At the beginning of the 1980s, Marc Vanrunxt was on the verge of what would, in retrospect, be chronicled as the Flemish Dance Wave. In 1982, he assisted Jan Fabre with the choreographic material for his eight-hour breakthrough production Het is theater zoals te verwachten en te voorzien was. For Vanrunxt this production was an eye-opener with regard to the power of real time compared with the stylised time of conventional theatre. During this period the choreographer had contact with other artists from the Antwerp (visual arts) performance scene, including Danny Devos and Anne-Mie Van Kerckhoven (Club Moral). The high punk content and directness of performance continue to shine through Vanrunxt's work to this day. He retains the spectator's attention with extensive repetition, the far-reaching elaboration of a particular theme, endurance, here-and-now concentration and the punctual use of camp and kitsch.
In the early days Vanrunxt's work received less attention in Flanders than in the Netherlands. His training in German and Eastern European dance expressionism with Antwerp's An Slootmaekers probably had something to do with it, because this was diametrically opposed to the postmodern dance idiom that Anne Teresa De Keersmaeker brought back from Trisha Brown in New York. Her work was an immediate hit in Flanders. The down side is that, in a protective reflex, a leading segment of critics and programmers elevated De Keersmaeker to the norm. Vanrunxt was 'out of date'.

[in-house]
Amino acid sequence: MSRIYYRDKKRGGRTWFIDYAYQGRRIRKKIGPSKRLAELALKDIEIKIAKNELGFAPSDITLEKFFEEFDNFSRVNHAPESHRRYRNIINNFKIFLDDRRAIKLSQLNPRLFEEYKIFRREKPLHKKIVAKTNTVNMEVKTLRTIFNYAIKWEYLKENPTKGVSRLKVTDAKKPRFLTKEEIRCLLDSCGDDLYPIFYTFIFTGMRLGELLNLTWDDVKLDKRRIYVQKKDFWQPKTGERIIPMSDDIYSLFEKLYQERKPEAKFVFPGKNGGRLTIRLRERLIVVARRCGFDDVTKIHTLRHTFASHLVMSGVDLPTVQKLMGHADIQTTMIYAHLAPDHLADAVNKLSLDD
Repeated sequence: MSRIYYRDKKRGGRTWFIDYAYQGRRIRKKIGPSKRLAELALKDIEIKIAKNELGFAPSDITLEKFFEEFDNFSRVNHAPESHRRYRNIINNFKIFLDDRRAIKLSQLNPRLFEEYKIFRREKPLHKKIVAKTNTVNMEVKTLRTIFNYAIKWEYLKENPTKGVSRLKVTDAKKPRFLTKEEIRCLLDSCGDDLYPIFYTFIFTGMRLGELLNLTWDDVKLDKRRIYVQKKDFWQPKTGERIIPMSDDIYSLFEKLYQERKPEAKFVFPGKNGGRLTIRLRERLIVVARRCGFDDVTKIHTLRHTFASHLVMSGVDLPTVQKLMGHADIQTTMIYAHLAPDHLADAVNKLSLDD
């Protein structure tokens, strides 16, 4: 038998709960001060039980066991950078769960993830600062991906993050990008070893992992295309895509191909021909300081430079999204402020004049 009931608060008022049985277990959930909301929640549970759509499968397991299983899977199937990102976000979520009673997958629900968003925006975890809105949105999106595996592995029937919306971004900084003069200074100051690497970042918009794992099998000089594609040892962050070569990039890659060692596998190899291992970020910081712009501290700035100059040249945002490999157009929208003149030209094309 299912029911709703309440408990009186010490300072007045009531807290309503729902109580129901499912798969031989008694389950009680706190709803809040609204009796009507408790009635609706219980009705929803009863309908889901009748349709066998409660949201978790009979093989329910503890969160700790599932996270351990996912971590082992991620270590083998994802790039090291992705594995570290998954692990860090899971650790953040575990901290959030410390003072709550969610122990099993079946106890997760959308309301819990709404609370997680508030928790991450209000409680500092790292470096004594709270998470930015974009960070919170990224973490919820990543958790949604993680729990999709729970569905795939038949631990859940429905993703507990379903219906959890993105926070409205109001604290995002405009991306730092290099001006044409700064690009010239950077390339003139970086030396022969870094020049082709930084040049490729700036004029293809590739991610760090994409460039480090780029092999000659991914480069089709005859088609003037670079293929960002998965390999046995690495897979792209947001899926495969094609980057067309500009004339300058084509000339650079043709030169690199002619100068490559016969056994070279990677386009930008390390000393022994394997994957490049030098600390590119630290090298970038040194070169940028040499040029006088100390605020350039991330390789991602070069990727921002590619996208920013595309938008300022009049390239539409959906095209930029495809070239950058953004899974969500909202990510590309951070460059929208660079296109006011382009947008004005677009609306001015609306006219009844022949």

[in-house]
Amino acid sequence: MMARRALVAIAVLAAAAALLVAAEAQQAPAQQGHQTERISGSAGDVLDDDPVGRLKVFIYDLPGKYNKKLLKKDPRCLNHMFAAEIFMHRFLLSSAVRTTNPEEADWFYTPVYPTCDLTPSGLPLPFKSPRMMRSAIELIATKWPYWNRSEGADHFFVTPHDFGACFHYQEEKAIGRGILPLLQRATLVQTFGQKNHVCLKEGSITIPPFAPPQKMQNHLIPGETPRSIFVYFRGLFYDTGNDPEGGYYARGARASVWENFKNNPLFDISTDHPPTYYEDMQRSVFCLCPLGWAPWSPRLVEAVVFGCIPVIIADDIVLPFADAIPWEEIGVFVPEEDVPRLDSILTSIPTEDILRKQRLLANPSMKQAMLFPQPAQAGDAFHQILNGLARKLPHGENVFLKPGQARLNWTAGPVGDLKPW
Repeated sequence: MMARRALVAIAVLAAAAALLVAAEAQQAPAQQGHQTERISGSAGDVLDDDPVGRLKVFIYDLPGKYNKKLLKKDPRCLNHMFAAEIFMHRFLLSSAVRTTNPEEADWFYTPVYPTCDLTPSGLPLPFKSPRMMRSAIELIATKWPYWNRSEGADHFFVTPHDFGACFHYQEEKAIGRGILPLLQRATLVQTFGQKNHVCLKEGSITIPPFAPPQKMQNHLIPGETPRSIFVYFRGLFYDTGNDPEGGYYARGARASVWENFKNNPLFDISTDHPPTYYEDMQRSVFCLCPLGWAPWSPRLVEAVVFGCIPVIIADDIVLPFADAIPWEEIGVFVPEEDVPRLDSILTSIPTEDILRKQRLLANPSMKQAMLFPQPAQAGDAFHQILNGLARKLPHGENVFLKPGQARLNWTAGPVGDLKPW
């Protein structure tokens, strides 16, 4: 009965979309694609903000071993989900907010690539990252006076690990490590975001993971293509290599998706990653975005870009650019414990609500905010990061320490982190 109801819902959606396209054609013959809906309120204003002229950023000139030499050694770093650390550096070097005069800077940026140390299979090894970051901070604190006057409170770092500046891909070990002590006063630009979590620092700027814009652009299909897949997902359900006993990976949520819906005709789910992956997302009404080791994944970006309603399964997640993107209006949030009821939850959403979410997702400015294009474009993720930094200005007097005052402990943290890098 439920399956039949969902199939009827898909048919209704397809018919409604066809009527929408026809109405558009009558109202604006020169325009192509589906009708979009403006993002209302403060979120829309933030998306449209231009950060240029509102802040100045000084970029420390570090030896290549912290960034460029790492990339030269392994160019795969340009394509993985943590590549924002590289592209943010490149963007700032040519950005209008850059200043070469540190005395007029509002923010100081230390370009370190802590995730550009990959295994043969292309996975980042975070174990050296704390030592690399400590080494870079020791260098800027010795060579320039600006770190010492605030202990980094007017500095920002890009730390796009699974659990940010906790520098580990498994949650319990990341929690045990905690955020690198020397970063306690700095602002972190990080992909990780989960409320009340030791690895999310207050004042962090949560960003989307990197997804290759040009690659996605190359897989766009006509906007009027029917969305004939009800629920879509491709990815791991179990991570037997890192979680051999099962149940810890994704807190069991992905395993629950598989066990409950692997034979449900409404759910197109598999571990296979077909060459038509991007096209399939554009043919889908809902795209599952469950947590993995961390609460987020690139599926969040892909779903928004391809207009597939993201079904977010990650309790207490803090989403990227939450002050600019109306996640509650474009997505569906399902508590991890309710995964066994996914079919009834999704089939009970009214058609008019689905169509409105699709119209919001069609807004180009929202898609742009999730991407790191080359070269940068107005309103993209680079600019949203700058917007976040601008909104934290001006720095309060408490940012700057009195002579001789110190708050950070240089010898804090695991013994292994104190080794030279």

Tinkering with time now appears to be a strong creative component in Vanrunxt's work: precisely the question of what time and duration could mean in dance and performance, constitutes one of his focal points. Averse to trends and hypes, he continues to steer his distinctive course, even when the ‘fragmentation’ of the body was the watchword in dance at that time, and when his view of dance - which inevitably links core, heart and spirit - was referred to in an interview as a 'totalitarian' vision of the body. Over the years Vanrunxt has exchanged the urge for manifestation and the autobiographical from his early career, for an often meditative, timeless universe, focusing on the energetic space between the spectator, performer, movement, music and scenography. He describes his work as abstract expressionism - not as a bridge to Central European dance expressionism, but to the stillness in the work of composer Morton Feldman or to a visual artist such as Barnett Newman from the New York School – to which John Cage or Philip Guston also belonged.